The Street Under Heat

Riley Breslin

Student safety should be a top priority of a school administration. Unfortunately, Peterson Middle School students’ safety is jeopardized by the intersection at El Camino Real and Poplar Avenue. On Monday, the twenty-eighth of October, a car accident injured three Peterson students before school as they crossed El Camino Real on Poplar Avenue. The accident highlighted issues with the intersection that parents have been pointing out for years. This past decade, concerned parents have tried to reach the city with complaints and improve pedestrian safety at the intersection. The recent accident has brought to the public eye the severity of the problems at the intersection and has increased parents’ resolve to make changes.
El Camino Real is a dangerous thoroughfare. The speed limit is forty miles per hour, however, many cars exceed this. With Peterson Middle School on one side of the road and a large neighborhood on the other side, this crosswalk is met with many pedestrians and bikers every day. This crosswalk is hazardous in many ways. The traffic light changes quickly and the crosswalk is hardly visible to drivers, which makes it more likely that pedestrians will get hit. There is no crossing guard to protect students who are crossing the intersection before and after school. This concerns many parents, including Kathy Gottfried, a parent of a child who attends Peterson Middle School. She explains,“We as parents should feel safe sending our children to school. Many cities up and down the El Camino Real corridor provide crossing guards or some other safety measures to ensure kids arrive at school safely. Why should Peterson Middle School be the exception?”
In 2012, a City of Sunnyvale Comprehensive School Traffic Study examined El Camino’s intersections. The study compiled years of data regarding traffic accidents and concluded that the points where Poplar Avenue and Henderson Avenue intersected El Camino had “high crash rates.” A group of parents whose children attend Peterson were angered by the school’s lack of concern for the childrens’ safety, and formed The Steering Committee to put pressure on the school and the government to recognize their concerns. The Steering Committee documents parents’ concerns, evidence that the crosswalk is unsafe, and contacts individuals and organizations in an effort to get their concerns resolved. The goal of the committee is to identify the correct steps that should be taken and do whatever is necessary to achieve safety for the children who cross El Camino every day.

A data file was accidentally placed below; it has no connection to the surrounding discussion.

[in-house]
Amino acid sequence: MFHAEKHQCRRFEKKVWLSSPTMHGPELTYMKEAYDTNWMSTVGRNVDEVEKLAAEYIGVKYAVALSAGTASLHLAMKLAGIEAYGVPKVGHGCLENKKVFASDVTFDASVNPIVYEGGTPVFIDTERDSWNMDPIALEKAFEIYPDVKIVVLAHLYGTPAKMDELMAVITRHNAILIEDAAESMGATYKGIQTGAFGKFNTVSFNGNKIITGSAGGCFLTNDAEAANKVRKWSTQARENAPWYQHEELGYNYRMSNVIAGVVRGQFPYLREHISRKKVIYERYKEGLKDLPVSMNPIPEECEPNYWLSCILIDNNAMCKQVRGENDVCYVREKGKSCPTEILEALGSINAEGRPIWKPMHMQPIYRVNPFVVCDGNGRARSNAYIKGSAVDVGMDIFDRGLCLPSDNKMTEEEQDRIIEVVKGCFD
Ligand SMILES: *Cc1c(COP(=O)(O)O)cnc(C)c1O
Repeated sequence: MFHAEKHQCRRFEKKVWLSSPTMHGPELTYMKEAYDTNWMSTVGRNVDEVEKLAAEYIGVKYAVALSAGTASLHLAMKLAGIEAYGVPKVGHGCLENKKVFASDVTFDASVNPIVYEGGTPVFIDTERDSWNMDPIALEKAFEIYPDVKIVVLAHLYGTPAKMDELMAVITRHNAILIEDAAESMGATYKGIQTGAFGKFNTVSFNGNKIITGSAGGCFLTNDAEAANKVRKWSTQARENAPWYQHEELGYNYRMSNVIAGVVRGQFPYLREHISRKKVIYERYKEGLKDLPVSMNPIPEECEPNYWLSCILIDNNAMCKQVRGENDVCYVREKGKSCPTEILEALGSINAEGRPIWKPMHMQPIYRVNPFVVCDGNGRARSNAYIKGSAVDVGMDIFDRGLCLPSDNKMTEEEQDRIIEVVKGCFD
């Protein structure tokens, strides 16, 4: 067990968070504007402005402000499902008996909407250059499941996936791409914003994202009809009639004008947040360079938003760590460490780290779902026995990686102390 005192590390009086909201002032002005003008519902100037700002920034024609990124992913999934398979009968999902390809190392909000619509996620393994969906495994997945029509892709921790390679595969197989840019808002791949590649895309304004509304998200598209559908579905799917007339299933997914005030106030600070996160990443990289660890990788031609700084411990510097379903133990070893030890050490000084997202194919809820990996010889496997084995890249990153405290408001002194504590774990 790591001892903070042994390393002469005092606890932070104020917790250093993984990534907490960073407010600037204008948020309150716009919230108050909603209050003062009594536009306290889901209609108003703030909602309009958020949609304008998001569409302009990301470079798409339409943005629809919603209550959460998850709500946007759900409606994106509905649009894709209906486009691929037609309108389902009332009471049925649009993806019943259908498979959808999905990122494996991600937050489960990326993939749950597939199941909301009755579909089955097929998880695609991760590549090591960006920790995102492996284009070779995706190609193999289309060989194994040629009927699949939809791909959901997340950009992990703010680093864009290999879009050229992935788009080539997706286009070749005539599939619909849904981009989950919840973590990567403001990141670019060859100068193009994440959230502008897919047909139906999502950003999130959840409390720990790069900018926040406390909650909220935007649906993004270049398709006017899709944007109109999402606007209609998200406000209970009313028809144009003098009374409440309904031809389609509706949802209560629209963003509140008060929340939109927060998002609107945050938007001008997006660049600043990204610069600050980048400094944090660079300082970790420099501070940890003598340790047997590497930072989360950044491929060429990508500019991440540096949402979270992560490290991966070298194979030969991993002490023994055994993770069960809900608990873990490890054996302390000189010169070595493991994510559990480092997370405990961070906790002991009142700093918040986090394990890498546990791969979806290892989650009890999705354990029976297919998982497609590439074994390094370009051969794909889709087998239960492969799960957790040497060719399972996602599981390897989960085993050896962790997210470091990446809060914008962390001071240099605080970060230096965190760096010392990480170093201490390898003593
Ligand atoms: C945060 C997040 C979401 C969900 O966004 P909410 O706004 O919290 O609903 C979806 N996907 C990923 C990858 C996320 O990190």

The process of making adaptations to the intersection is an ongoing struggle. Rafi Cohen, a member of the Steering Committee, described how his and other parents’concerns have been disregarded by the city. He explains, “For the past ten years, many different citizens have tried to speak with the city, speak with CalTrans, and speak with the Santa Clara Unified School District. We have not yet reached the city and convinced it to make changes.” Citizens’ actions have not yet resulted in change because neither the Santa Clara Unified School District nor the Sunnyvale City Council is willing to take responsibility for the issues with intersection. According to Cohen,“The city is saying that the school needs to pay for this, and it is the school district’s issue. The city is trying to avoid paying for the intersection, but the school district is saying that the city needs to pay for the intersection because it is a city-wide problem.”
Another worried parent, Kristen Manies, created a petition to spur the city to action. She recounts, “I became involved because one night at dinner my kids were talking about how they count to three before crossing El Camino Real on their way to and from school because so many cars run red lights. I thought that was horrible. What if they’re a bit spacey one day and forget to count to three? What about new kids to the school who don’t know to count to three?” Manies talked to other parents and found that they had been putting in efforts to improve the crossing area for years, and nothing had come out of it. She explained, “I was hoping a more public shaming campaign would help spur the Sunnyvale City Council into action. So I created a petition.” So far, the petition has more than two thousand signatures.
While the issue of safety at the El Camino and Poplar intersection remains unresolved, it is important that students and parents remain conscious of potential hazards while they wait for action to improve the intersection.